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Last updated: March 2, 2011 10:06 a.m.

Weary winter chores

Sheryl Prentice
The Journal Gazette
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Sheryl Prentice / The Journal GazetteCAT

Jeremy Prentice, son of Journal Gazette copy editor Sheryl Prentice, feeds the Belgian draft horses on a crisp winter day.

It's good to flip the calendar over to March after months of no green grass and breaking the ice in the livestock water tank. The coming of spring is the light at the end of the winter-chore tunnel.

No more fumbling in the dark to open the gate with a feed bucket in one hand and a flashlight in the other.

No more heavy gloves, Carhartt bibs and jackets or insulated boots.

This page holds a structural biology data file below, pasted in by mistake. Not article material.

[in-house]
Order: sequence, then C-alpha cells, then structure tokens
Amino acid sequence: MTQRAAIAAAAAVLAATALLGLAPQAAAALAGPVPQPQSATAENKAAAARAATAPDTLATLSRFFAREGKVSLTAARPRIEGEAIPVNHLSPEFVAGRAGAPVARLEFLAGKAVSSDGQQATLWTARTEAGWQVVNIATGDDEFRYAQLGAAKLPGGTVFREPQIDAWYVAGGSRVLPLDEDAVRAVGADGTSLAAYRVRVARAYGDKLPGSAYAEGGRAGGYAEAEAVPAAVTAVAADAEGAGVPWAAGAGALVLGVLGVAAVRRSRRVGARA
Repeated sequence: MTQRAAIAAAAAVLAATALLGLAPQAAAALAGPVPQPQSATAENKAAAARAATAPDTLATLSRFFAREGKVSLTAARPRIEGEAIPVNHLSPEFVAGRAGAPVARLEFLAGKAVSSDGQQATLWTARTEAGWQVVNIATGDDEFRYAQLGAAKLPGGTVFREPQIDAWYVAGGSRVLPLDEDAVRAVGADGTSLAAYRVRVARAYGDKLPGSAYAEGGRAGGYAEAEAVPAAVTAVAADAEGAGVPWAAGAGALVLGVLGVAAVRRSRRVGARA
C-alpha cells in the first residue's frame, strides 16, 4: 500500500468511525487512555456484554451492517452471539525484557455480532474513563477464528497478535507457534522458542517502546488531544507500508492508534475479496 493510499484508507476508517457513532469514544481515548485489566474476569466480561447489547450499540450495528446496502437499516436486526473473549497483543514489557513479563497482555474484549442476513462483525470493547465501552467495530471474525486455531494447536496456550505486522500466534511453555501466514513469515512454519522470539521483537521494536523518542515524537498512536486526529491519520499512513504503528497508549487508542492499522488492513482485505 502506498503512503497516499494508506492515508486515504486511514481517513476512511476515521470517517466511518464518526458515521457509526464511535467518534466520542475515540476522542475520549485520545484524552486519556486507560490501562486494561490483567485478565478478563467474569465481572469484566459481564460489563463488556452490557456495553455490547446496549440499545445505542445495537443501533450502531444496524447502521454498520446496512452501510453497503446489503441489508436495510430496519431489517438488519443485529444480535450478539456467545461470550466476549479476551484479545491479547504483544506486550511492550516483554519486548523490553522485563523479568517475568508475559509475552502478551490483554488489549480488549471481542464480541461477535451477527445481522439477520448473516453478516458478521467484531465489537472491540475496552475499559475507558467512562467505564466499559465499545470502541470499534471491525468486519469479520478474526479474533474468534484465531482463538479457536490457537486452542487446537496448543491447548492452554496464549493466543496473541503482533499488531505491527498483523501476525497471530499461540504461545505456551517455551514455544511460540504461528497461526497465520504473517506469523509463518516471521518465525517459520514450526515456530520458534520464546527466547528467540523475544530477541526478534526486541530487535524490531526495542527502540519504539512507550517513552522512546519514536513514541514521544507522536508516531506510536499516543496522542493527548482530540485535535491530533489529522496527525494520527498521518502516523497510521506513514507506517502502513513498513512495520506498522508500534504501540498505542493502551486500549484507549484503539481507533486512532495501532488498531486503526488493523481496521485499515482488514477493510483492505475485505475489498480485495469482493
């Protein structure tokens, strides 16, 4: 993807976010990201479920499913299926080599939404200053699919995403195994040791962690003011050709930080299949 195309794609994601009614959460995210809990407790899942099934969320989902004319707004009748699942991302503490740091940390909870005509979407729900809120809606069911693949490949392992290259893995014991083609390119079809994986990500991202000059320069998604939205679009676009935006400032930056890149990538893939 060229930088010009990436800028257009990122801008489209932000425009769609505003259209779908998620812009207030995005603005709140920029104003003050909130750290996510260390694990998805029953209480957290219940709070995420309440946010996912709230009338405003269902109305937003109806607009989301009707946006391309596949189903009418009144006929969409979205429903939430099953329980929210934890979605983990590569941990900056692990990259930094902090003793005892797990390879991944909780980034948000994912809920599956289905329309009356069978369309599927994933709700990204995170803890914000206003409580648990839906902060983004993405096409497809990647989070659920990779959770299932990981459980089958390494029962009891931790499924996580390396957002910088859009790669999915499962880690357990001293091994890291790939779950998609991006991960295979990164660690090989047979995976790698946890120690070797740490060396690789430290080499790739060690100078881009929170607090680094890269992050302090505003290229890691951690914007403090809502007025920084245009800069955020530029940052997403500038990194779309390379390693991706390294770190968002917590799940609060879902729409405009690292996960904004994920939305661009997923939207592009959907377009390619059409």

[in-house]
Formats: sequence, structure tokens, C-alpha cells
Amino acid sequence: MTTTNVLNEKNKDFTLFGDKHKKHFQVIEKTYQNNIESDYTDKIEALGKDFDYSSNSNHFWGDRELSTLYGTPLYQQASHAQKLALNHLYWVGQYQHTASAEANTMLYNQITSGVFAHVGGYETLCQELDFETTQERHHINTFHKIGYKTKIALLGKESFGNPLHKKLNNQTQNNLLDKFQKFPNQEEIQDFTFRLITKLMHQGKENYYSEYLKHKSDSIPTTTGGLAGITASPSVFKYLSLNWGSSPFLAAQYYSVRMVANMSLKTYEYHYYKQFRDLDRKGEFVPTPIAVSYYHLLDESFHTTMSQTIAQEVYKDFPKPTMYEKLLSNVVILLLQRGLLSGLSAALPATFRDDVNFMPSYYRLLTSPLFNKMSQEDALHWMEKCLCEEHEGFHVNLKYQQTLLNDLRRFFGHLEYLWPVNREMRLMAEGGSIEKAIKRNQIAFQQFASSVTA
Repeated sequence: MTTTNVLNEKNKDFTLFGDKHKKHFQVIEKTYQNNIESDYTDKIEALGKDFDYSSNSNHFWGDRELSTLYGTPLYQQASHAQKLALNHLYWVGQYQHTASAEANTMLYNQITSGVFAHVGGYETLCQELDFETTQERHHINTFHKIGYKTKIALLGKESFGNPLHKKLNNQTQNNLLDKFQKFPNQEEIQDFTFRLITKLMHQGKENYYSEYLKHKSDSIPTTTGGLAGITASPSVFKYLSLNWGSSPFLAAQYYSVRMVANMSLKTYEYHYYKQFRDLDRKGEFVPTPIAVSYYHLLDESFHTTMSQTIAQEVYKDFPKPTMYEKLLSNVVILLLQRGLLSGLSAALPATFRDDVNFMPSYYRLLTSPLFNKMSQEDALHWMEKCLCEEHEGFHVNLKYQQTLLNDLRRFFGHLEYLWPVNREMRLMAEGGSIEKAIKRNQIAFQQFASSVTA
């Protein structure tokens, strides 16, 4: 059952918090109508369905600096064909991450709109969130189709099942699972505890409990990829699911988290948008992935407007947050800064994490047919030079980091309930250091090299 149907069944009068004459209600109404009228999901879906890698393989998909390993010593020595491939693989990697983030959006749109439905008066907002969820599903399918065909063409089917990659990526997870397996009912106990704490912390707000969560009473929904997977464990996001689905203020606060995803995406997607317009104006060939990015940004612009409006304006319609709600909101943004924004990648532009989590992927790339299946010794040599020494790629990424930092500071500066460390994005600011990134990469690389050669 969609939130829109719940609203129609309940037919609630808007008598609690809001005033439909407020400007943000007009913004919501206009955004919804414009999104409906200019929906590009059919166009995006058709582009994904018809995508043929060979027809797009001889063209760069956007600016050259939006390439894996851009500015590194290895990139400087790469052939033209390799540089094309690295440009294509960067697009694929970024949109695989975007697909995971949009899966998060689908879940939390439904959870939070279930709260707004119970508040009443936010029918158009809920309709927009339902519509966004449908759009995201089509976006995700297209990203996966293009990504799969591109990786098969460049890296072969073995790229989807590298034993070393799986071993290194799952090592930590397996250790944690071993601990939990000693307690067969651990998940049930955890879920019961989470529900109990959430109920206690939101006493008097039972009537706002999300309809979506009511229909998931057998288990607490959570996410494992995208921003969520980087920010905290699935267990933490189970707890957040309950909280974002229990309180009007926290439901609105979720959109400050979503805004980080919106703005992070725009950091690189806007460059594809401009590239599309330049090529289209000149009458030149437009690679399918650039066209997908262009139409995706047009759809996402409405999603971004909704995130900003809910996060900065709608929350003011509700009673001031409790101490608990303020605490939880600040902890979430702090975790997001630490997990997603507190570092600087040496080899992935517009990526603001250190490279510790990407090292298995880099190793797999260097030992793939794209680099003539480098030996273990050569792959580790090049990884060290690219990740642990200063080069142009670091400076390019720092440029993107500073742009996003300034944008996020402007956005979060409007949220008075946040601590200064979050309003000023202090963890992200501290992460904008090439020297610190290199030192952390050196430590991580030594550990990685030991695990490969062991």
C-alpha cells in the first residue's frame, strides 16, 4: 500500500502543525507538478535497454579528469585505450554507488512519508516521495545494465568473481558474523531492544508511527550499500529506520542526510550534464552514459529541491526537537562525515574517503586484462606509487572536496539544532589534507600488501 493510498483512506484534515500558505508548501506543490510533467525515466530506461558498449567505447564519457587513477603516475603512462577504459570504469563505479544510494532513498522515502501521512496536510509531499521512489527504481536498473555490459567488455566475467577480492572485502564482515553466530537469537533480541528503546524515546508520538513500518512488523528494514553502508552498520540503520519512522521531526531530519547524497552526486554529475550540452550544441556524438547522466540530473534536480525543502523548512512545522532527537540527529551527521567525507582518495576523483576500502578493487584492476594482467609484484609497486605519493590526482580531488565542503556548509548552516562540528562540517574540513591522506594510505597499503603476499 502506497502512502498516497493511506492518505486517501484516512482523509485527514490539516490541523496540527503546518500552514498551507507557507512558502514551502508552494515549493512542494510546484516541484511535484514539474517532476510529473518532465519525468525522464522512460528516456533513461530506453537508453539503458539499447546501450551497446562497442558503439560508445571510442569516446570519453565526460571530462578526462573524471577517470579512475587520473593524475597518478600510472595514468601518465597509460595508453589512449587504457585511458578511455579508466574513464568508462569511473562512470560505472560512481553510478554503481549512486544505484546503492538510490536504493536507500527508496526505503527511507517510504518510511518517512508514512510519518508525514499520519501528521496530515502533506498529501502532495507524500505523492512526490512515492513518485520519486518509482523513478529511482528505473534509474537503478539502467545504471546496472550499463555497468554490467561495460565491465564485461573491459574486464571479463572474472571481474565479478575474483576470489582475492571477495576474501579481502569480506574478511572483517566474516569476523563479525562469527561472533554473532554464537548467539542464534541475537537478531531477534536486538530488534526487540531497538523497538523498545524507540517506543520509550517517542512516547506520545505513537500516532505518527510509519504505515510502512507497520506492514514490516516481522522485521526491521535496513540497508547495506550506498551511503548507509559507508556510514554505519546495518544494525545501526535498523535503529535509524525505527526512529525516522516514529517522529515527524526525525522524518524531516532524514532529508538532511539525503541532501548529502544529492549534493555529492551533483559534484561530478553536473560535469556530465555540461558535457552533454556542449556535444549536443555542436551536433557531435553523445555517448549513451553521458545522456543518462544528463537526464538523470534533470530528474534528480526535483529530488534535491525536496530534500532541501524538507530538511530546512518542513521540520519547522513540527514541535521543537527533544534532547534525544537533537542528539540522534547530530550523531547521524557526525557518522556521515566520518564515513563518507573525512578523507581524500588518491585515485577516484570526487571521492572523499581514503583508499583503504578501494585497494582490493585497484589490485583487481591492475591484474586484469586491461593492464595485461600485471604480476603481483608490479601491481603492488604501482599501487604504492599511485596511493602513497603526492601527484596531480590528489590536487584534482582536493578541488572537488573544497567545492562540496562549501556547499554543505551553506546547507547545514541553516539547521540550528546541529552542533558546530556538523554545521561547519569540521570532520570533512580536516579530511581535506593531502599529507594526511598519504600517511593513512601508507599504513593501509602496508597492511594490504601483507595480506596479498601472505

No more carrying feed buckets across the ice- and snow-covered yard.

No more plowing through fields of hip-deep snowdrifts with the truck or the tractor to haul bales of hay to the Belgians, the saddle horses and the beef cattle.

No more filling the big water tank and remembering EVERY TIME to drain the spigot to keep it from freezing. You only need to make this error one time to learn the consequences. I invented brand new obscenities when I had to thaw the faucet in minus 17-degree weather.

Chores still have to be done in the spring and summer, but the work is easier with daylight-saving time, warmer weather, less cumbersome clothes and no pirouettes on the ice.

And best of all, an automatic float on the water tank.